Integration of Architectural and Cytologic Driven Image Algorithms for Prostate Adenocarcinoma Identification
Jason D Hipp, James Monaco, Priya L Kunju, Jerome Cheng, Yukako Yagi, Jaime Rodriguez-Canales, Michael R Emmert-Buck, Stephen Hewitt, Michael D Feldman, John E Tomaszewski, Mehmet Toner, Ronald G Tompkins, Thomas Flotte, David Lucas, John R Gilbertson, Anant Madabhushi, Ulysses J Balis. University of Michigan, Ann Arbor; Rutgers The State University of New Jersey, Piscataway, NJ; Harvard, Boston; National Cancer Institute, NIH, Bethesda; Perlman School of Medicine at the University of Pennsylvania, Philadelphia; Mayo Clinic, Rochester, MN; Massachusetts General Hospital, Boston, MA
Background: The advent of digital slides offers new opportunities including the use of image analysis techniques to facilitate computer aided diagnosis (CAD) solutions. However, the development and testing of prostate cancer CAD solutions requires a ground truth map of the cancer which in turn requires a pathologist to annotate, or paint, each of the malignant glands in prostate cancer with an image editor software - a time consuming and exhaustive process.
Recently, two CAD algorithms have been described: probabilistic pairwise Markov models (PPMM) and spatially-invariant vector quantization (SIVQ). Briefly, SIVQ operates as a highly sensitive and specific pattern matching algorithm, making it optimal for the identification of epithelial morphology, whereas PPMM operates as a highly sensitive detector of malignant perturbations in glandular architecture.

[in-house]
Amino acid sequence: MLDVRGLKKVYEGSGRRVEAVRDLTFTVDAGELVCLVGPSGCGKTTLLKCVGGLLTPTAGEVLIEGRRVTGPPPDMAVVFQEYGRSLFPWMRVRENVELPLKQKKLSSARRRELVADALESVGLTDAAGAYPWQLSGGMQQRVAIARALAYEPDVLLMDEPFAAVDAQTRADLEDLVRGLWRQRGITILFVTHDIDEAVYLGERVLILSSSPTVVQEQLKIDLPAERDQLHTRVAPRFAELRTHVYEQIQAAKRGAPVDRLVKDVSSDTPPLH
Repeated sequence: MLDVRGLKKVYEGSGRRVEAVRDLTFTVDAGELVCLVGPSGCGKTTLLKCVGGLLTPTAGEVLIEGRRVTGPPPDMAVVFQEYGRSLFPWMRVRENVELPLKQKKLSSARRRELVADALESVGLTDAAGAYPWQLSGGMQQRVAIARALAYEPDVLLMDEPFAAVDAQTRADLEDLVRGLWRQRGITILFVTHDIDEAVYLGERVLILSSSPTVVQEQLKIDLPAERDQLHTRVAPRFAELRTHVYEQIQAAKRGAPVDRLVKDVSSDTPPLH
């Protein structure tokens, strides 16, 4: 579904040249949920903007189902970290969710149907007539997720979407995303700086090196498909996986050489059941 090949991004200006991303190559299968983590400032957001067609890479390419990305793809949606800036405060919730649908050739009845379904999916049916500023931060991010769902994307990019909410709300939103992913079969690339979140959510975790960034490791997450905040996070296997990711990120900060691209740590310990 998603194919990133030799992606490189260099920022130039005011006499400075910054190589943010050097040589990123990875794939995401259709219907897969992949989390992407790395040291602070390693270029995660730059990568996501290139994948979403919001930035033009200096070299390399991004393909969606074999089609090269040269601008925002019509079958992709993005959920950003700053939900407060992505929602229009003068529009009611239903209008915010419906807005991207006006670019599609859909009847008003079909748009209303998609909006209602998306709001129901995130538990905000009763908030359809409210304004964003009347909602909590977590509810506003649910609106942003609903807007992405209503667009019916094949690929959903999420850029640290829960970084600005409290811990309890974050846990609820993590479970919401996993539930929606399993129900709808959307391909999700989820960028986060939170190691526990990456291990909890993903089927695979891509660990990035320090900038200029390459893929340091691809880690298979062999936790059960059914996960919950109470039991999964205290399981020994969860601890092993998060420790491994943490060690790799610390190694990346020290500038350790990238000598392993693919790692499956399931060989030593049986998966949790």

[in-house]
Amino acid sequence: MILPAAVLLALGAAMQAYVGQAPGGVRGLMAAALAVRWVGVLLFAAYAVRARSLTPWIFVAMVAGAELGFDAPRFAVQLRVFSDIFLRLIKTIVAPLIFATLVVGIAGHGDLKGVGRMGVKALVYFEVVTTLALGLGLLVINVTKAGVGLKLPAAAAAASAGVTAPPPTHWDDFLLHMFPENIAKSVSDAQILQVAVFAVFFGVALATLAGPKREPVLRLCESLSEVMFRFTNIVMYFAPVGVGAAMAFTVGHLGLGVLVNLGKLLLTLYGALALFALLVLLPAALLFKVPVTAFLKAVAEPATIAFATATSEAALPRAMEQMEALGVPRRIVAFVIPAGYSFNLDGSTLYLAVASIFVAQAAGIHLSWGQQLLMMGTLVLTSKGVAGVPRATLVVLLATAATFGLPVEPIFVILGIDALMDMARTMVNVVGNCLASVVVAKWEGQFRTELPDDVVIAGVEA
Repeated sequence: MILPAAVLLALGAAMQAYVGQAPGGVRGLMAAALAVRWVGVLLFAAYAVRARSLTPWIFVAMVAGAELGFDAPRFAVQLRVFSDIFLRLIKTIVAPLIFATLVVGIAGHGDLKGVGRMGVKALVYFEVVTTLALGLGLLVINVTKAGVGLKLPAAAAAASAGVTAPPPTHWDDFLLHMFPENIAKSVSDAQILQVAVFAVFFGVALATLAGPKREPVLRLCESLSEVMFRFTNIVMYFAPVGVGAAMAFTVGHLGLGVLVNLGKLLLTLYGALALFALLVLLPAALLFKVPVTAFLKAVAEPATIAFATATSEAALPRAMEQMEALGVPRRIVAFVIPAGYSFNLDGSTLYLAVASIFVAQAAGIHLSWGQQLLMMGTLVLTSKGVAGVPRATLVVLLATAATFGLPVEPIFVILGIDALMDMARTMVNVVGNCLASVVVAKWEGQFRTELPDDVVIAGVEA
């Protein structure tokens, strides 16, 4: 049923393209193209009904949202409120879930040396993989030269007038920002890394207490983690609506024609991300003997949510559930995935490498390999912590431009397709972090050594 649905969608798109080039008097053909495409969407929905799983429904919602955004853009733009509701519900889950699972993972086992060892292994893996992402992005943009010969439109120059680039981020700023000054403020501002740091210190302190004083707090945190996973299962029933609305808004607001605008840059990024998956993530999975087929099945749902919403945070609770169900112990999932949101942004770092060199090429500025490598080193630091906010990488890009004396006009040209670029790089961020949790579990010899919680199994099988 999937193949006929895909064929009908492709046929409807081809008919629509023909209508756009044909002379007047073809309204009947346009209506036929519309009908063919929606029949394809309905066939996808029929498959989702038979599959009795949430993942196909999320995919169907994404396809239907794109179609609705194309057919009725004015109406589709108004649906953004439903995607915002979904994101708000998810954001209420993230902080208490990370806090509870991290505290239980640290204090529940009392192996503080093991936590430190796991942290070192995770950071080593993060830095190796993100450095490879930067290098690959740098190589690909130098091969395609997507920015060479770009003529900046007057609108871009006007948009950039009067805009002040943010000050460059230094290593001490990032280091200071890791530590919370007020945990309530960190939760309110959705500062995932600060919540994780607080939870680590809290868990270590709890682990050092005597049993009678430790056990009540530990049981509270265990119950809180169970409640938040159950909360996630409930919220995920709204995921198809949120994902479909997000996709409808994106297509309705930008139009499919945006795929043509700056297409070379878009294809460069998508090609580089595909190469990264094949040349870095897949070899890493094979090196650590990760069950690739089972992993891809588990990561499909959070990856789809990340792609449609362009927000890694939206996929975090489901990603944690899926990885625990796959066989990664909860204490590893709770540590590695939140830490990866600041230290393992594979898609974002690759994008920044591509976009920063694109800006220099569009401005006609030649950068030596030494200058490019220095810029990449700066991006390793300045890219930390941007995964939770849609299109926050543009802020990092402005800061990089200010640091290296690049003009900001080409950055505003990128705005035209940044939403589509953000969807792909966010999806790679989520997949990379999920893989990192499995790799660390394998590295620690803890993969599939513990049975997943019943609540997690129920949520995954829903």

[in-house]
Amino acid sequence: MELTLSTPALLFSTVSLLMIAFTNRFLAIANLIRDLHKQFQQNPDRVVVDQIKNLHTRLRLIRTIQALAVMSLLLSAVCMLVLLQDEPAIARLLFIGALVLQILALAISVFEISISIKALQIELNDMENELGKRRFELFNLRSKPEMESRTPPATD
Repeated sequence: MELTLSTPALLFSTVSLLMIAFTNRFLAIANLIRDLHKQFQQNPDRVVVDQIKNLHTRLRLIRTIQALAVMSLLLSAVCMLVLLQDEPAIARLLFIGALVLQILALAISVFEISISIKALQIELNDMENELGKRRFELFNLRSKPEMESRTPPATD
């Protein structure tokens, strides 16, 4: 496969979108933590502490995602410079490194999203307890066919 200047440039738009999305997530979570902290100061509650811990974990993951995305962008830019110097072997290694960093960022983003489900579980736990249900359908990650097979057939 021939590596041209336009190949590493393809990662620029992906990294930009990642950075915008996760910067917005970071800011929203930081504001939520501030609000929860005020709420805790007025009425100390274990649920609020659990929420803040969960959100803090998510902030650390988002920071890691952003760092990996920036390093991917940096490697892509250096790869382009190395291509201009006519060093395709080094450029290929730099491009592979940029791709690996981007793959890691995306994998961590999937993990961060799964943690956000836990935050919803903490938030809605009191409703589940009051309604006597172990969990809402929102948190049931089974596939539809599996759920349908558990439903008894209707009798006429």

Design: By recapitulating algorithmically how a pathologist reviews prostate tissue sections, we created an algorithmic cascade of PPMM and SIVQ as previously described by Doyle el al. (2011) where PPMM identifies the glands with abnormal lumenal architecture, and this area is then screened by SIVQ to identify the epithelium.
Results: The performance of this algorithm cascade was assessed qualitatively (using heatmaps) and quantitatively (using ROC curves). The PPMM-SIVQ analysis had approximately 90% sensitivity, 90% specificity (Sample #1), 85% sensitivity, 94% specificity (Sample #2), and 90% sensitivity, 88% specificity (Sample #3). This data demonstrates greater performance in the identification of only the prostatic adenocarcionoma than PPMM or SIVQ alone.
Conclusions: This ability to semi-autonomously paint nearly all the malignant epithelium of prostate cancer has immediate applications to future prostate cancer CAD development as a validated ground truth generator. In addition, such an approach has potential applications as a pre-screening/quality assurance tool.
Category: Genitourinary (including renal tumors)
Wednesday, March 21, 2012 9:30 AM
Poster Session V # 110, Wednesday Morning